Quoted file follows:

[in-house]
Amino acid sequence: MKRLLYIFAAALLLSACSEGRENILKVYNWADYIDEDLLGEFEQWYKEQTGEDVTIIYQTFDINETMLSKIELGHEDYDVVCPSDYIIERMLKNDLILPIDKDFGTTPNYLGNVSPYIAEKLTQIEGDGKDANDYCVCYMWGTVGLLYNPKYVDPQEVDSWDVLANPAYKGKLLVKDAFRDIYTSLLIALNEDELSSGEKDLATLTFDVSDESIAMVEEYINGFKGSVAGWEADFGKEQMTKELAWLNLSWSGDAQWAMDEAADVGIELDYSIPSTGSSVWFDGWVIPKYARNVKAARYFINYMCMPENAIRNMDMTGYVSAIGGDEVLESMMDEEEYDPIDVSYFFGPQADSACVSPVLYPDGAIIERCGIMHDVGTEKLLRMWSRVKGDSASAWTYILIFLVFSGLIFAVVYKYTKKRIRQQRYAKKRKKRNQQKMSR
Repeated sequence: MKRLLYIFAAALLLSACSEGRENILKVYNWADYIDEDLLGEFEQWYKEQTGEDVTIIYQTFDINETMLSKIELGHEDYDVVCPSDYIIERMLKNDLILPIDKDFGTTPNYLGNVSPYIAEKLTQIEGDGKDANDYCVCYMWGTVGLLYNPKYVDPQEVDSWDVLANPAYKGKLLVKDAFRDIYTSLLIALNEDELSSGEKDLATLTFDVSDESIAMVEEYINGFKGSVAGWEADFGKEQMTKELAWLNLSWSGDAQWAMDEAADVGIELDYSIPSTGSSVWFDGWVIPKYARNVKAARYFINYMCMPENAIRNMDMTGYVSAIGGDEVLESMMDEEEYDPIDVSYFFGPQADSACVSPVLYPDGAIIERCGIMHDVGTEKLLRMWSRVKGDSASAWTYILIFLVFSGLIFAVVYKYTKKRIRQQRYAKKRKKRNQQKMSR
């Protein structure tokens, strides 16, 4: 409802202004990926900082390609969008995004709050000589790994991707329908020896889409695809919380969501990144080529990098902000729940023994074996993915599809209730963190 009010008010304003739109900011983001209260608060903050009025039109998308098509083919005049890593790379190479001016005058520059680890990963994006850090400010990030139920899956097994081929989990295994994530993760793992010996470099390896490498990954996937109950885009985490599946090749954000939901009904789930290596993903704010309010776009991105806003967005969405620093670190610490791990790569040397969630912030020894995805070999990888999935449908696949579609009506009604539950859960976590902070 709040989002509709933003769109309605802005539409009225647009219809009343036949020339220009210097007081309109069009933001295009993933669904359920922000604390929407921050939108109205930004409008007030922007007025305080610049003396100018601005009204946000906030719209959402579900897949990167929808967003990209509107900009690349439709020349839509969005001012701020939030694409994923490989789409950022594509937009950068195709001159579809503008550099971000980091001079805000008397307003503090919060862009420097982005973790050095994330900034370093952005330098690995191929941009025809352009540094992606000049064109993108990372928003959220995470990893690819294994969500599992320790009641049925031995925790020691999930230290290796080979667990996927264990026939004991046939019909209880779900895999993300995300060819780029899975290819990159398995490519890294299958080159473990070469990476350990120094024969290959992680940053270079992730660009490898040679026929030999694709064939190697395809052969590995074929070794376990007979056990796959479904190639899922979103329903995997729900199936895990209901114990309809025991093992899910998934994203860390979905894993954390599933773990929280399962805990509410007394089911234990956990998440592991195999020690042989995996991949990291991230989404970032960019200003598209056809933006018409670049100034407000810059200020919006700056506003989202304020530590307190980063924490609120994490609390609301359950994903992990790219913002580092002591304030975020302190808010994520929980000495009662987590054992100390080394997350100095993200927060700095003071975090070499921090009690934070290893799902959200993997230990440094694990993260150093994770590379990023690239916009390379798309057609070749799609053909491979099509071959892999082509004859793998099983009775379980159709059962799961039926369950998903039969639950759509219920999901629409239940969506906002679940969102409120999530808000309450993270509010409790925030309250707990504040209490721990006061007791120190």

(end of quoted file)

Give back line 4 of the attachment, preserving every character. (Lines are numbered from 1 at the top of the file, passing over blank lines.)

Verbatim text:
């Protein structure tokens, strides 16, 4: 409802202004990926900082390609969008995004709050000589790994991707329908020896889409695809919380969501990144080529990098902000729940023994074996993915599809209730963190 009010008010304003739109900011983001209260608060903050009025039109998308098509083919005049890593790379190479001016005058520059680890990963994006850090400010990030139920899956097994081929989990295994994530993760793992010996470099390896490498990954996937109950885009985490599946090749954000939901009904789930290596993903704010309010776009991105806003967005969405620093670190610490791990790569040397969630912030020894995805070999990888999935449908696949579609009506009604539950859960976590902070 709040989002509709933003769109309605802005539409009225647009219809009343036949020339220009210097007081309109069009933001295009993933669904359920922000604390929407921050939108109205930004409008007030922007007025305080610049003396100018601005009204946000906030719209959402579900897949990167929808967003990209509107900009690349439709020349839509969005001012701020939030694409994923490989789409950022594509937009950068195709001159579809503008550099971000980091001079805000008397307003503090919060862009420097982005973790050095994330900034370093952005330098690995191929941009025809352009540094992606000049064109993108990372928003959220995470990893690819294994969500599992320790009641049925031995925790020691999930230290290796080979667990996927264990026939004991046939019909209880779900895999993300995300060819780029899975290819990159398995490519890294299958080159473990070469990476350990120094024969290959992680940053270079992730660009490898040679026929030999694709064939190697395809052969590995074929070794376990007979056990796959479904190639899922979103329903995997729900199936895990209901114990309809025991093992899910998934994203860390979905894993954390599933773990929280399962805990509410007394089911234990956990998440592991195999020690042989995996991949990291991230989404970032960019200003598209056809933006018409670049100034407000810059200020919006700056506003989202304020530590307190980063924490609120994490609390609301359950994903992990790219913002580092002591304030975020302190808010994520929980000495009662987590054992100390080394997350100095993200927060700095003071975090070499921090009690934070290893799902959200993997230990440094694990993260150093994770590379990023690239916009390379798309057609070749799609053909491979099509071959892999082509004859793998099983009775379980159709059962799961039926369950998903039969639950759509219920999901629409239940969506906002679940969102409120999530808000309450993270509010409790925030309250707990504040209490721990006061007791120190």